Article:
Neonatal Polycythemia

Neonatal polycythemia is a hematocrit (HCT) that is 2 standard deviations above the average values for gestation and postnatal age. Neonatal polycythemia can develop from increased fetal hematopoiesis (secondary to placental insufficiency, maternal endocrinopathies, genetic disorders, etc.) or passive erythrocyte transfusion (placental-, feto-, or maternal-fetal transfusion). Patients may be asymptomatic or present with plethora, cardiorespiratory distress, and other symptoms. Continuous monitoring of vital signs and metabolic derangements is important. Treatment includes partial exchange transfusion.

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Overview

Definitions

  • Neonatal polycythemia (absolute polycythemia): increased erythrocyte mass defined as hematocrit (HCT) > 65% or hemoglobin (Hb) > 22 g/dL
  • Hemoconcentration (relative polycythemia): a decrease in plasma volume resulting in an increased concentration of erythrocytes

Epidemiology

  •  1%2% of children born at sea level 
  •  5% of children born at high altitudes

Etiology

  • Increased fetal erythropoiesis
    • Placental insufficiency
      • Preeclampsia
      • Maternal hypertension
      • Chronic or recurrent placental abruption
      • Maternal cyanotic heart or severe pulmonary disease
      • Postdate pregnancy
      • Maternal smoking
      • Mother residing at a high altitude
    • Endocrinopathies
      • Poorly controlled maternal diabetes
      • Congenital thyrotoxicosis
    • Genetic disorders
      • Trisomies 13, 18, 21
      • Beckwith-Weidemann syndrome
    • Adrenal hyperplasia
    • Perinatal asphyxia
    • Intrauterine growth restriction
    • Intrauterine chronic hypoxia
  • Passive erythrocyte transfusion
    • Placental-fetal transfusion (delayed cord clamping, newborn held below mother’s level before cord clamping)
    • Feto-fetal transfusion (twin-twin transfusion syndrome)
    • Mother-fetal hemorrhage

Pathophysiology

  • Blood viscosity increases with increased HCT.
  • Hyperviscosity increases resistance to blood flow, especially in the microcirculation.
  • Decreased blood flow increases risk for thrombosis and hypoperfusion.
  • Lung hypoperfusion causes further tissue hypoxia.
Red blood cells stacking

Blood cells on a drying slide flow in rouleau stacks

Image: “Rouleau stacking” by Rozzychan. License: CC BY 4.0

Clinical Presentation

  • The majority of cases are asymptomatic. 
  • If present, symptoms usually appear by 2 hours after birth.
  • Most characteristic findings: plethora and ruddiness
  • Neurologic manifestations:
    • Poor feeding and lethargy
    • Irritability, jitteriness, and tremor
    • Seizures
    • Cerebrovascular accidents
  • Cardiopulmonary manifestations:
    • Respiratory distress and tachypnea
    • Cyanosis and apnea
  • Gastrointestinal manifestations:
    • Necrotizing enterocolitis with feeding intolerance, abdominal distension and tenderness, rectorrhagia, bradycardia, and apnea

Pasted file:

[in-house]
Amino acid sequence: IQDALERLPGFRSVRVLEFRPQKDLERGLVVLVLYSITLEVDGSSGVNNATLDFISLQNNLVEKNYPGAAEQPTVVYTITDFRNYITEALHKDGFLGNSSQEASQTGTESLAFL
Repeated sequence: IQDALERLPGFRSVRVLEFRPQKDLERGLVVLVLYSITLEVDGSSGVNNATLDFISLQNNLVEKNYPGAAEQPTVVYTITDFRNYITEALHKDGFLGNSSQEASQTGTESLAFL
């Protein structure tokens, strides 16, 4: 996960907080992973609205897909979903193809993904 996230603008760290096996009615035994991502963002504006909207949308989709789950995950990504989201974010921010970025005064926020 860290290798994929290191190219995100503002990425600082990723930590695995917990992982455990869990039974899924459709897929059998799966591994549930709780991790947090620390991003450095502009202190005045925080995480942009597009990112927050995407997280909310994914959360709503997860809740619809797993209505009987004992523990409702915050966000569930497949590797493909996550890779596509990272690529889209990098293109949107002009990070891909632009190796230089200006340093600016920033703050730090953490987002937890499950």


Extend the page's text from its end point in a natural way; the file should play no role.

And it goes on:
• Genitourinary manifestations:
    • Oliguria
    • Hematuria
    • Priapism

Diagnosis and Management

Laboratory studies

  • Diagnosis is confirmed with a complete blood count showing HCT > 65% or Hb > 22 mg/dL (capillary values must be confirmed by venous values).
  • Other common findings:
    • Thrombocytopenia 
    • Hypoglycemia
    • Hyperbilirubinemia 
    • Hypocalcemia
    • Hypoxia and acidosis in arterial blood gas

Imaging studies

  • May be required to exclude differential diagnoses or complications
  • Cranial ultrasound, computed tomography (CT) scan, or magnetic resonance imaging (MRI) to rule out cerebrovascular accident (CVA) including intracranial hemorrhage
  • Echocardiography to rule out cardiopulmonary disorders
  • Chest X-ray to rule out transient tachypnea of the newborn, respiratory distress syndrome, pneumonia
  • Abdominal X-ray or CT scan for signs of necrotizing enterocolitis

Management

  • Careful monitoring for vital signs, hypoglycemia, hypoxia, electrolyte abnormalities, hyperbilirubinemia, and urine output
  • Mainstay of treatment is partial exchange transfusion (PET):
    • PET involves slowly removing blood and infusing normal saline.
    • Asymptomatic patients with HCT > 75% may benefit from PET.
    • Symptomatic patients with HCT 60%–65%: consider alternative diagnoses
    • Symptomatic patients with HCT > 65%: consider PET
    • It is unclear whether polycythemia or PET have long-term health consequences.

References

  1. Brandow, A. M., & Camitta, B. M. (2020). Polycythemia. In R. M. Kliegman MD, J. W. St Geme MD, N. J. Blum MD, Shah, Samir S., MD, MSCE, Tasker, Robert C., MBBS, MD & Wilson, Karen M., MD, MPH (Eds.), Nelson textbook of pediatrics (pp. 256-2567.e1). https://www.clinicalkey.es/#!/content/3-s2.0-B9780323529501004934
  2. Watchko, J. F., M.D. (2015). Common hematologic problems in the newborn nursery. Pediatric Clinics of North America, 62(2), 509-524. doi:http://dx.doi.org/10.1016/j.pcl.2014.11.011
  3. Neonatal polycythemia. UpToDate. Retrieved September 23, 2020, from https://www.uptodate.com/contents/neonatal-polycythemia?search=neonatal%20polycythemia&source=search_result&selectedTitle=1~13&usage_type=default&display_rank=1#H25988283
  4. Kremyanskaya, M., Najfeld, V., Mascarenhas, J., & Hoffman, R. (2018). The polycythemias. In R. Hoffman MD, E. J. Benz MD, L. E. Silberstein MD, Heslop, Helen E., MD, DSc (Hon), J. I. Weitz MD, J. Anastasi MD. Hematology: Basic principles and practice (pp. 1071-1105). https://www.clinicalkey.es/#!/content/3-s2.0-B9780323357623000688

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